Start by deciding where the battery pack and microcontroller will be attached. Mine will fit beautifully right underneath the bike seat, nestled up inside and out of the way.  From there, wrap the lights tightly around the bike. You have a lot of control over density -- you can cover most of the bike with just one strand, or snap together 3-4 strands for NeoPixel Overload. 

Be sure to avoid squishing any brake or gear cables -- go underneath instead of over so as not to interfere with the mechanics of the bike.

Choose a few spots to zip tie the lights in place on the bike so they don't slide around. I found just one zip tie hidden at each end of the frame sections was plenty secure.

Turn the lights on and step back a few feet. Do you like the way the animations look wrapped around the frame? If not, now is the time to update the code until it's exactly how you want it to be. Next we'll seal up the microcontroller and connectors, so be very sure everything's working how you want!

Sealing it Up

Find all the connectors between NeoPixel strands on the bike. Unplug them and slide a piece of clear 1/2" heat shrink on, then plug the connector back in and cover it with the heat shrink. You can use the same hot-glue trick here, or just use the heat shrink alone. This is really to keep dust from getting in the crevices, so you probably don't need the glue (unless you're planning on submersing the bike in water).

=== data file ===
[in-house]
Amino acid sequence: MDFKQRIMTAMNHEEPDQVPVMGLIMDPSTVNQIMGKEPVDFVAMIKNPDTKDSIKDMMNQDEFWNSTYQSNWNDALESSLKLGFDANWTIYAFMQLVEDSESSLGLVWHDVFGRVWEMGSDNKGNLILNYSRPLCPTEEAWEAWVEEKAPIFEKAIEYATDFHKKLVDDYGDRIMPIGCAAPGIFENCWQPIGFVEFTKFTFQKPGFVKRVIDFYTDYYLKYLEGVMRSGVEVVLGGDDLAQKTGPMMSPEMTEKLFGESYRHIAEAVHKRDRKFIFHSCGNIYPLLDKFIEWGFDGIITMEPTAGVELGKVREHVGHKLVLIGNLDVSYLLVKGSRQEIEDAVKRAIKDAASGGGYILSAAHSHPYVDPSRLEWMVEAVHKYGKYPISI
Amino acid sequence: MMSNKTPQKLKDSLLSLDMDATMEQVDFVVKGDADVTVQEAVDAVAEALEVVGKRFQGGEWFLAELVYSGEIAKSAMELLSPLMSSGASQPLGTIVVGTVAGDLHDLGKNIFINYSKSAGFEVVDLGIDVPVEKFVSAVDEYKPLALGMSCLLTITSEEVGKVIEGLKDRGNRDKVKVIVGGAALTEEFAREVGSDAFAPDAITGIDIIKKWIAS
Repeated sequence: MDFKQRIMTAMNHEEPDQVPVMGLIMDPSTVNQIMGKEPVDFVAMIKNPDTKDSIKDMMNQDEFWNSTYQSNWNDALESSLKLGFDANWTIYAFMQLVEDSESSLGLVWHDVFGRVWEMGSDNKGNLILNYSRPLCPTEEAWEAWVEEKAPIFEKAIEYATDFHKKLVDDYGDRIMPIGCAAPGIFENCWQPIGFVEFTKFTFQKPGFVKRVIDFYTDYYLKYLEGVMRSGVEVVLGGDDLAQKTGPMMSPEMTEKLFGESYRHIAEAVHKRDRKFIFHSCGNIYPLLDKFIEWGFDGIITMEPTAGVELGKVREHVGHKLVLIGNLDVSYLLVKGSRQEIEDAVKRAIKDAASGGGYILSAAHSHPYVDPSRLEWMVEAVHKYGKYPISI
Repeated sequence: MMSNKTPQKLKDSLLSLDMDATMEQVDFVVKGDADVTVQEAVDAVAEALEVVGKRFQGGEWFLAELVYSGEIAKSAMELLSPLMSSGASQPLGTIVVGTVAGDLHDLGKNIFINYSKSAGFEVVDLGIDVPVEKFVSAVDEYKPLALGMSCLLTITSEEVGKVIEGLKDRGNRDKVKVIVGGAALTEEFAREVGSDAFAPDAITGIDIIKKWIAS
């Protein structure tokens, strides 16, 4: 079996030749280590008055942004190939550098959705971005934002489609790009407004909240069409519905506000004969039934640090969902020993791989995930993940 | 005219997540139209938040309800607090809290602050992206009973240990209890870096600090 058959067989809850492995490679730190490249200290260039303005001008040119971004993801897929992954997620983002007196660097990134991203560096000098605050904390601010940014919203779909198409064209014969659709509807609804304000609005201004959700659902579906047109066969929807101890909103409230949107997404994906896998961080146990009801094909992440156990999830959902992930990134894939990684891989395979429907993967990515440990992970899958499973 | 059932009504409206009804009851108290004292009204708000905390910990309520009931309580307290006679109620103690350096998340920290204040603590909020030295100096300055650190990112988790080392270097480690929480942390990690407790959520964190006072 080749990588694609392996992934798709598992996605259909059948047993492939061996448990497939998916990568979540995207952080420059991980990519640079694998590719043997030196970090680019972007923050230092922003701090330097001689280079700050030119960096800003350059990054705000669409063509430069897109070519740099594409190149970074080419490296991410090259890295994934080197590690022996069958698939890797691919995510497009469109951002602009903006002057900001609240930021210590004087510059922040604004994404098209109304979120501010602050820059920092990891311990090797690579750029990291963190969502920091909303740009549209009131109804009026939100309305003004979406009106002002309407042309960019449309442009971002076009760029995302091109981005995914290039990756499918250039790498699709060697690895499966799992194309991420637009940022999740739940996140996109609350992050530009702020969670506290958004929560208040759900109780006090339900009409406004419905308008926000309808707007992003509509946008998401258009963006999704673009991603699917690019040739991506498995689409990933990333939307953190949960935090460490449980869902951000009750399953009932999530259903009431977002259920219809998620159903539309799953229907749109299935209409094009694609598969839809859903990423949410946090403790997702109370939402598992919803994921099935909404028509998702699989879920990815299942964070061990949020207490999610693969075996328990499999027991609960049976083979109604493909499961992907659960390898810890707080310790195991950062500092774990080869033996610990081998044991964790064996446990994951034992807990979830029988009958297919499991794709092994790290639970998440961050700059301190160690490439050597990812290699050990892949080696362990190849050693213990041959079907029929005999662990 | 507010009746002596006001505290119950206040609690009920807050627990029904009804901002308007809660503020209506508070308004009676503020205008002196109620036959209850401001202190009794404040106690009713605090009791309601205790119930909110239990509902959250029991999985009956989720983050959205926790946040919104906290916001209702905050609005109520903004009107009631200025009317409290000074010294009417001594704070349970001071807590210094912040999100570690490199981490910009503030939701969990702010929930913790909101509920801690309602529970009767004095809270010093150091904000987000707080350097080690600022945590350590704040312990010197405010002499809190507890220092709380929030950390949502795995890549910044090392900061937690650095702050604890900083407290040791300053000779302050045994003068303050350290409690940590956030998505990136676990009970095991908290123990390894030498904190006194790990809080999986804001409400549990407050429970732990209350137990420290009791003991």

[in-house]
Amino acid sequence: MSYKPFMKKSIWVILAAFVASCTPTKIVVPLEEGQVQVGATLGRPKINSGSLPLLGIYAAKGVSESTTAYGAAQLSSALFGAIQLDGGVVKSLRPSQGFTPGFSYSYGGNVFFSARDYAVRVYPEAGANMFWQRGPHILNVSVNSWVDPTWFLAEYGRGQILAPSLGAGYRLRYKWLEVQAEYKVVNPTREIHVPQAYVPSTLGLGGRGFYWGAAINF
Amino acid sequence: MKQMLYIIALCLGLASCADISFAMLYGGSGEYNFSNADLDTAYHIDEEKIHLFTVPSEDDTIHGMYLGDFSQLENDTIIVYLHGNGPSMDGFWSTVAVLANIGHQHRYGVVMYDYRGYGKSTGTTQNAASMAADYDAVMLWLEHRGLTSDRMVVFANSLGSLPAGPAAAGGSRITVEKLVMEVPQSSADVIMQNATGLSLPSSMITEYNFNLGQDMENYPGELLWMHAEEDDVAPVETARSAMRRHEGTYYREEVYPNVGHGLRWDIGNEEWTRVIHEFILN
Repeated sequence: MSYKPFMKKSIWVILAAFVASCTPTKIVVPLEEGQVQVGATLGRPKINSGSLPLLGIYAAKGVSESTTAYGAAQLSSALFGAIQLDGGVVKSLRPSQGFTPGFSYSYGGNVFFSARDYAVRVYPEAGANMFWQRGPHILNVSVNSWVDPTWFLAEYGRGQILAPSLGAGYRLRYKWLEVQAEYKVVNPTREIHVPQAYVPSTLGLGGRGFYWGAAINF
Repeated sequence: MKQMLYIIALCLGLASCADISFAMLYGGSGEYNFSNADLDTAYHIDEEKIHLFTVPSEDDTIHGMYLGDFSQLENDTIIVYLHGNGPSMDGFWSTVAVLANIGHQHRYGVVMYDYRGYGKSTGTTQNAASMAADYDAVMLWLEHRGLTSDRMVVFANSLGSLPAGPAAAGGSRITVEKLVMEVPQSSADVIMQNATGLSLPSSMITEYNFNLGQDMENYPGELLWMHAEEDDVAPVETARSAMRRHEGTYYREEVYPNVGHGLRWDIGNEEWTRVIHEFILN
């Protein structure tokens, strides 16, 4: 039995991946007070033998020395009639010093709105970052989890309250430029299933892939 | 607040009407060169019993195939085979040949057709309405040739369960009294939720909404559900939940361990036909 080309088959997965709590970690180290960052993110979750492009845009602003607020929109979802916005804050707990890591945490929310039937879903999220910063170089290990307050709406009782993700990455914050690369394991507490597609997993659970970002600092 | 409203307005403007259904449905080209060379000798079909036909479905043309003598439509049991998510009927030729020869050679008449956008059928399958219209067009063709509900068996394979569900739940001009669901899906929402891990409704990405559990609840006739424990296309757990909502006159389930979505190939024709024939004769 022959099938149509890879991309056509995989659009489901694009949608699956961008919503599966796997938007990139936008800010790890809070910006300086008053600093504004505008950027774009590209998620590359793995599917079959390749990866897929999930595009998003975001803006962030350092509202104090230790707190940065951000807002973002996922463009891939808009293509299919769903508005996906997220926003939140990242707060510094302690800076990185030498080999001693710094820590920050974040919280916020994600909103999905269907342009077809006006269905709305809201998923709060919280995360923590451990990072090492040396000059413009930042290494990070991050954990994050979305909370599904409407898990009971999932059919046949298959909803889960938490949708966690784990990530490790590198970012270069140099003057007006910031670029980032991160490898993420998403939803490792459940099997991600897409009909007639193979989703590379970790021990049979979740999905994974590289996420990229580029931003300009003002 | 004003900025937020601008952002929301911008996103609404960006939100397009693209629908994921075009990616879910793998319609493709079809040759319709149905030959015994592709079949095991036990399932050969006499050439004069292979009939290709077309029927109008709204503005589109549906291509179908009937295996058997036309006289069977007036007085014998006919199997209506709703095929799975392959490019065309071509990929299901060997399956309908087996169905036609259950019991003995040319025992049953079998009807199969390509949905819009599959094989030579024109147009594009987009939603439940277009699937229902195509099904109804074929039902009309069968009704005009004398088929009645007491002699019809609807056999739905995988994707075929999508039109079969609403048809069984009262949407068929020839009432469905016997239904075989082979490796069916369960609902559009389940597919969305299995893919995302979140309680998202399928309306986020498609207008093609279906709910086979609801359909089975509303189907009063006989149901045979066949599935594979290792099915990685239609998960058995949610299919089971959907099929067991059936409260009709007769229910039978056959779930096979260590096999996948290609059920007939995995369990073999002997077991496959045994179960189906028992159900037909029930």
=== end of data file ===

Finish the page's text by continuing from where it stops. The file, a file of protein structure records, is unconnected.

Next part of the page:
Slide a piece of 1" heat shrink over the Gemma. Line both ends with a bead of hot glue -- you don't need a lot, just get it from end to end -- and then use a heat gun to shrink it down while the glue is still wet. This will make a plastic seal around the Gemma that will be completely dust-proof.. but, you'll no longer be able to update the programming once this is done, so be sure you're happy!

Finally, use some hot glue to secure the sealed Gemma to the back of the battery case.  Now you can mount it to the bike -- but remember to mount it using zip ties or a bungee cord, or something you can remove fairly easily so you can access the battery pack when you need to change the batteries. I chose to leave this one connector uncovered with heat shrink, since that will make it much easier to get the battery case out. This case is a bit of a pain to open so I want to be able to take it off the bike entirely.

This guide was first published on Jun 18, 2019. It was last updated on Feb 29, 2024.

This page (Mount and Seal) was last updated on Jul 23, 2019.

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